A team of students from the University of Virginia School of Law won awards in this year’s International and European Tax Moot Court competition, among other achievements and recognition for members of the Law School community.

The moot court team was made up of second-year students Jacob Cohen and Moksha Padmaraju, and third-years Kathryn Peters and Riley Ries. Kathryn Kenny, a third-year who was a member of last year’s team, served as student coach. The competition, held in Belgium, concluded March 29.

After reaching the semifinals, the team won awards for best pleading and best pleading applicant team, and Padmaraju won for best individual advocate for the applicant. UVA finished fourth, with teams from the U.S., Europe and Asia competing. The team was supervised by Professors Andrew Hayashi and Ruth Mason, director of the Virginia Center for Tax Law.

The UVA Law team has built a successful track record since it first started competing in 2017. The school became the first U.S. team ever to win the competition in 2018, launching a three-year winning streak.

The competition allows law students to sharpen their oral and written argument skills on tax issues with global implications. The event is sponsored by the Institute of Tax Law of KU Leuven and the International Bureau of Fiscal Documentation.

Legislature Commends Goluboff

Risa Goluboff

The Virginia General Assembly passed a resolution March 4 commending Risa Goluboff’s term as dean, which ends June 30. The resolution, sponsored by Sen. Creigh Deeds, Sen. Scott Surovell ’96 and Del. Rip Sullivan ’87, noted in part that “Risa Goluboff made history at UVA Law both by becoming the school’s first female dean and through her achievements in the areas of faculty hiring, fundraising, and student experience.”

Goluboff is the author of “Vagrant Nation: Police Power, Constitutional Change, and the Making of the 1960s” and “The Lost Promise of Civil Rights.” She is the Arnold H. Leon Professor of Law and a professor of history at UVA.

Federalist Society Honors Bamzai, UVA Chapter

Professor Aditya Bamzai was named this year’s recipient of the 2024 Joseph Story Award at the Federalist Society’s National Student Symposium at Harvard Law School on March 9. Recipients demonstrate excellence in legal scholarship, a commitment to teaching, a concern for students and make “significant public impact in a manner that advances the rule of law in a free society,” according to the Federalist Society.

On March 27, Bamzai delivered Harvard Law School’s 2024 Scalia Lecture, “Statutory Interpretation and the Separation of Powers,” in which he argued that the Supreme Court should create an analytical structure for lower courts to follow when deciding whether to defer to administrative agencies.

Bamzai is the Martha Lubin Karsh and Bruce A. Karsh Bicentennial Professor of Law. He is co-author of the forthcoming ninth edition of the casebook “Administrative Law: The American Public Law System, Cases and Materials.”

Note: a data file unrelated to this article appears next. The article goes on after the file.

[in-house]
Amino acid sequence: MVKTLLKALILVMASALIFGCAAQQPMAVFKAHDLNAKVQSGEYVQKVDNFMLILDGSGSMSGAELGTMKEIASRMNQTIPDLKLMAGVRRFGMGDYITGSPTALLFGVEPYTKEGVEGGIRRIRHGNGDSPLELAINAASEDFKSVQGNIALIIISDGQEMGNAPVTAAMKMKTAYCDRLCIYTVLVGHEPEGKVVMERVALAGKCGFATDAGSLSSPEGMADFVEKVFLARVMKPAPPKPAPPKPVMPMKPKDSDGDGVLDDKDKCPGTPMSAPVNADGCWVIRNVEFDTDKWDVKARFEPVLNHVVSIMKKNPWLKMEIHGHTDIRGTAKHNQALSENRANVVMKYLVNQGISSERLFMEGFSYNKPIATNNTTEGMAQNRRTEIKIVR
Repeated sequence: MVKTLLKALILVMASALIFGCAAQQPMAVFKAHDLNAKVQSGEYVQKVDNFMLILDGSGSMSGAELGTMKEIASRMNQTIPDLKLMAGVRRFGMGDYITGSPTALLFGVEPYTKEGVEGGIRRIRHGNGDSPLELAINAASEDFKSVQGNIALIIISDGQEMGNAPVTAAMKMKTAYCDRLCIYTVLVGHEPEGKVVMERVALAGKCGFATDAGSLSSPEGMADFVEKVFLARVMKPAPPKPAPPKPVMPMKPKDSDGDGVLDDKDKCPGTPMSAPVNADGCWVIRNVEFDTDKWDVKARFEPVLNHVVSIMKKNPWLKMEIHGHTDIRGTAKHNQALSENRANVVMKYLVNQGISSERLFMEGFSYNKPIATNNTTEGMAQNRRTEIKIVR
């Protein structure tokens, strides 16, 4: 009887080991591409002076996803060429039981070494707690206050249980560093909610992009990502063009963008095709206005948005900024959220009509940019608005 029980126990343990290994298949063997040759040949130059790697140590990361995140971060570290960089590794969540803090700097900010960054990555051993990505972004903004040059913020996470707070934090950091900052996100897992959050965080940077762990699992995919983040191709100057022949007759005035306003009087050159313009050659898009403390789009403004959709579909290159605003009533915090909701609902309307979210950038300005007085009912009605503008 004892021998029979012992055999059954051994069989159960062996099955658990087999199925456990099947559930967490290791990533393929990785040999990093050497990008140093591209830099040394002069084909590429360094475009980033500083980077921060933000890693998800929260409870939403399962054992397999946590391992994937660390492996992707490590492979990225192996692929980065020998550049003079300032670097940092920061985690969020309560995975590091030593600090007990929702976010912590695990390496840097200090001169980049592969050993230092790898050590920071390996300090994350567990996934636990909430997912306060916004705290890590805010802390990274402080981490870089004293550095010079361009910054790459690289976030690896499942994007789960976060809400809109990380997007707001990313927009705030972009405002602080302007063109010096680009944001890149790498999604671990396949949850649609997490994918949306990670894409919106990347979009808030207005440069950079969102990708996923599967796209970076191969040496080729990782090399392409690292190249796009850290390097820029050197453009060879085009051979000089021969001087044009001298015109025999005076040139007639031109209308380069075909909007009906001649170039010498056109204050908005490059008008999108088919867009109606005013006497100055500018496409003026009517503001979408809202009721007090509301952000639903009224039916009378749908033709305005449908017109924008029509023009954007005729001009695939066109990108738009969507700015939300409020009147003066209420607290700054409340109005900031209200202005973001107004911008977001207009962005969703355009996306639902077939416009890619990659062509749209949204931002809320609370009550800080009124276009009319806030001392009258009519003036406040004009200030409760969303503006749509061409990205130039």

Also at the symposium, the Federalist Society chapter at UVA Law was named recipient of the 2024 Samuel Adams Award for Membership Growth.

Citron Recognized for Scholarship on Privacy

Danielle Citron

Professor Danielle Citron received the International Association of Privacy Professionals’ 2024 Privacy Leadership Award at the Global Privacy Summit on Tuesday. The Leadership Award recognizes an individual or organization who demonstrates an ongoing commitment to furthering privacy policy, promoting recognition of privacy issues, and advancing the growth and visibility of the profession, according to the association. She previously won the association’s award for best paper in 2016 and 2014.

Citron, who co-directs the school’s LawTech Center, is author of the books “The Fight for Privacy: Protecting Dignity, Identity, and Love in the Digital Age” and “Hate Crimes in Cyberspace.” She is the Jefferson Scholars Foundation Schenck Distinguished Professor in Law, and the Caddell and Chapman Professor of Law.

3Ls Team Up for Transactional Law Competition

3Ls Clint Roscoe and Shri Dayanandan were recognized as runners-up for drafting. Courtesy photo

Shri Dayanandan ’24 and Clint Roscoe ’24 were runners-up for drafting in the inaugural Colonial Cup transactional law competition at William & Mary Law School on Saturday. The competition consisted of two parts: drafting and negotiating. The drafting portion required teams to draft a merger agreement from scratch on behalf of the assigned client. The negotiation portion involved teams negotiating based on the documents drafted against two different teams.

“The judges were M&A professionals and law school professors who gave the teams really valuable feedback,” Dayanandan said.

Founded in 1819, the University of Virginia School of Law is the second-oldest continuously operating law school in the nation. Consistently ranked among the top law schools, Virginia is a world-renowned training ground for distinguished lawyers and public servants, instilling in them a commitment to leadership, integrity and community service.

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